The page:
“The 2021 Compact additionally expands the scope of non-exclusive class III games the Tribe may offer to include on-reservation, in-person and mobile sports betting and fantasy sports wagering, while carving out limited exceptions for state lottery, off-reservation fantasy sports, and state-licensed sports betting.”
The BIA’s decision for Arizona does not necessarily signal what it may decide for Florida.
“It’s a very gray area and it will be subject to litigation,” said Florida state Rep. Randy Fine, a Brevard County Republican and former gambling executive who said he remains confident the BIA will approve Florida’s new compact with the Seminole Tribe of Florida.
The obstacle for Florida will be not the BIA but the courts, he said.
Mixed reviews in the Arizona House
In Arizona, the 20-year-long compacts and related legislation received widespread but not unanimous support among state lawmakers, including one Democrat who called the agreements corrupt, one Republican who said they violate free-market principles by limiting licenses to tribes and professional sports franchises, and the majority who said they comprise an imperfect but fair and extremely lucrative arrangement.
Republican Arizona state Rep. Jeff Weninger sponsored the House legislation to implement the compacts.
“This is something my constituents are excited about and are asking for,” Weninger told his colleagues in committee debate, asking for their support in order to implement the agreements before NFL regular season begins.
Legislation to implement the compacts passed handily in the Arizona Legislature. Opposition was bipartisan and vocal but small.
“I don’t like that we’re offering exclusive, multimillion dollar licenses to a very small group of people…sports franchise owners,” said Republican Rep. Michelle Ugenti-Rita, during legislative debate.
A self-described conservative, she said the deal negotiated between the 19 gaming tribes and Republican Gov. Doug Ducey violates her free-market principles. “The vast majority of Arizonans will not be able to compete. We’re making super-winners out of winners.”
Fellow Republican Rep. John Fillmore opined: “Basically what I’m hearing is this is an explosion of gambling inside the state of Arizona. This is basically bringing us full, almost Las Vegas-style gaming. And as a person who goes to Vegas now and then for fun, I’m not sure I want this in the state of Arizona. I’m quite surprised this is the direction the state is going.”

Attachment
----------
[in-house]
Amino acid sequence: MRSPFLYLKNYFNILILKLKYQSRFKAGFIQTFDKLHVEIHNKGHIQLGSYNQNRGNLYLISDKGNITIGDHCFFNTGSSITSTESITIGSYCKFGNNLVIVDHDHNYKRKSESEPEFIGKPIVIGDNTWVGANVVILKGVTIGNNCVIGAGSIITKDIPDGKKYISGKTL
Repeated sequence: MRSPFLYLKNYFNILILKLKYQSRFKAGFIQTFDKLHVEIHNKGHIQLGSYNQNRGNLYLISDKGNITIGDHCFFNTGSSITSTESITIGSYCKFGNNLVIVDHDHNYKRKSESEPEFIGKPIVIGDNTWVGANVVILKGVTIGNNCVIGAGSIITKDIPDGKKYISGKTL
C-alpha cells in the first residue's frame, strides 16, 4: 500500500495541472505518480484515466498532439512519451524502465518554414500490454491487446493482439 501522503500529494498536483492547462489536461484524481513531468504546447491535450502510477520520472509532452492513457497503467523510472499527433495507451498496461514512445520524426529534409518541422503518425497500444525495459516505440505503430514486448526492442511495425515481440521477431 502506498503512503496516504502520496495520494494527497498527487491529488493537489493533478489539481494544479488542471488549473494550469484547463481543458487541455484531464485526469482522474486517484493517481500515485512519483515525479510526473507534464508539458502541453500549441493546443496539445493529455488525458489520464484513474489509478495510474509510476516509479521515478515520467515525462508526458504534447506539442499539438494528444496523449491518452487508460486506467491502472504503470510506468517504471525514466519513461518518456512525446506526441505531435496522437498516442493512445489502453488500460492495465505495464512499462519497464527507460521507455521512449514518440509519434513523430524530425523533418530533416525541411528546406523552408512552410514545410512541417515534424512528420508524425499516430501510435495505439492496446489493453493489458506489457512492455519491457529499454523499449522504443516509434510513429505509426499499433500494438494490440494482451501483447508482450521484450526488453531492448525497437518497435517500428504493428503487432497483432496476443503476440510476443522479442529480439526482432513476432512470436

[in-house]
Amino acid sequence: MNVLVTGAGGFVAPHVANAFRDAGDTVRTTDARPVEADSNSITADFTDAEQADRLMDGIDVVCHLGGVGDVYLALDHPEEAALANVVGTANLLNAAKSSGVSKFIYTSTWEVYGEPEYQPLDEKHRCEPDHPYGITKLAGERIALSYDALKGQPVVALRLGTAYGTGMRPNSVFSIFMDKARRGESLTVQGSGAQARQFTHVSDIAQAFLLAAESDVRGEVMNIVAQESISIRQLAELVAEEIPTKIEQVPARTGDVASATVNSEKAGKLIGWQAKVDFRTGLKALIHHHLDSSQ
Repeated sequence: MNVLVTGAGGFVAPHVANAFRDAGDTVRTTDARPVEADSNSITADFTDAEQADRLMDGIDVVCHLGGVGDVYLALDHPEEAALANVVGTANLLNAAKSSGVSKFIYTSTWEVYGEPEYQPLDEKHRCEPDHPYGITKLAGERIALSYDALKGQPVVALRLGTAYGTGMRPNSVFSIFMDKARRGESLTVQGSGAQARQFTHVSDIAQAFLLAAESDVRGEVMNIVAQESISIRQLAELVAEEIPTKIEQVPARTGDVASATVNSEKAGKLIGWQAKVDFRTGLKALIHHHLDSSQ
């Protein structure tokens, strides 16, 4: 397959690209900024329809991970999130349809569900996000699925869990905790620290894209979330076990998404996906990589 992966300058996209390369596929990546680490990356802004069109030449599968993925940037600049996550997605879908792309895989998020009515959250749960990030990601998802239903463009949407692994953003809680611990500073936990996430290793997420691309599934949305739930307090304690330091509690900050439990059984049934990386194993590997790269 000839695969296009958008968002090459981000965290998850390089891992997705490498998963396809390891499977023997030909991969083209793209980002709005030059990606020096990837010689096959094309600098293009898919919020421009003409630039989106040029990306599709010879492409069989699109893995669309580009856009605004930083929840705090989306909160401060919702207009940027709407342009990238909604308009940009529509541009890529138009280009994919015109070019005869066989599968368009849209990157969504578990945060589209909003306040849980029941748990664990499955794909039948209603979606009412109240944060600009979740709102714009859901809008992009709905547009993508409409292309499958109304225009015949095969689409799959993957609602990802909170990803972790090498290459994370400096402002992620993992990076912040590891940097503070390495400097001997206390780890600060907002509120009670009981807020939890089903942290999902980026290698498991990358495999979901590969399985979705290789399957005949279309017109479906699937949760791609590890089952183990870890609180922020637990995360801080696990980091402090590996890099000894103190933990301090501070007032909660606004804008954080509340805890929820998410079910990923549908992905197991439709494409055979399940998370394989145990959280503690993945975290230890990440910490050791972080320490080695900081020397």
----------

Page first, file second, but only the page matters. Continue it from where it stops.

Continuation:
Democratic Rep. Randall Friese objected to being forced to act in haste.
“I have a lot of concerns about what this bill is going to do for the poor people in this state. You look on who’s endorsing this bill, there’s a lot of big, powerful, wealthy companies.” Friese said. “This is not something we should be running through as a mirror, in a short amount of time.”
Rep. Sally Ann Gonzales, a teacher and former tribal leader, unsuccessfully posed a series of amendments, from requiring more revenue to be go toward education to increasing the number of sports-betting licenses for tribes. She questioned why there are only 10 such licenses reserved for tribes while 19 tribes have gaming compacts with the state.
Gonzales said the only big winners are the governor, his aspirations for higher office, and the professional sports organizations, which she described as “Doug Ducey’s tribes.”
Florida critics ask feds to reject the compact
Like Arizona, Florida wants to allow mobile sports betting (bets placed via cellphone or electronic device) statewide. Unlike Arizona, Florida has a constitutional amendment that requires expansion of gambling to be subject to a statewide referenda.
In hopes of not triggering that referenda, Gov. Ron DeSantis and Seminole Tribal Chairman Marcellus Osceola agreed to a “hub and spoke” arrangement in which wagers placed on mobile devices anywhere in the state would be “deemed” to have been made on tribal property where the servers processing those wagers are to be located.
Miami Beach Mayor Dan Gelber, who opposes expansion of gambling, says both IGRA and Constitutional Amendment 3, adopted in 2018, prevent what Florida and the tribe propose to do.
“Casinos bring nothing but corruption and economic deformity,” Gelber told the Phoenix. “There’s no casino town in America that we want to be.”
In league with Miami Beach, the City of Doral recently adopted a local ordinance banning any new casinos, amid speculation that former President Donald Trump wants to acquire permits and licenses needed to convert his Trump National Doral resort into a casino.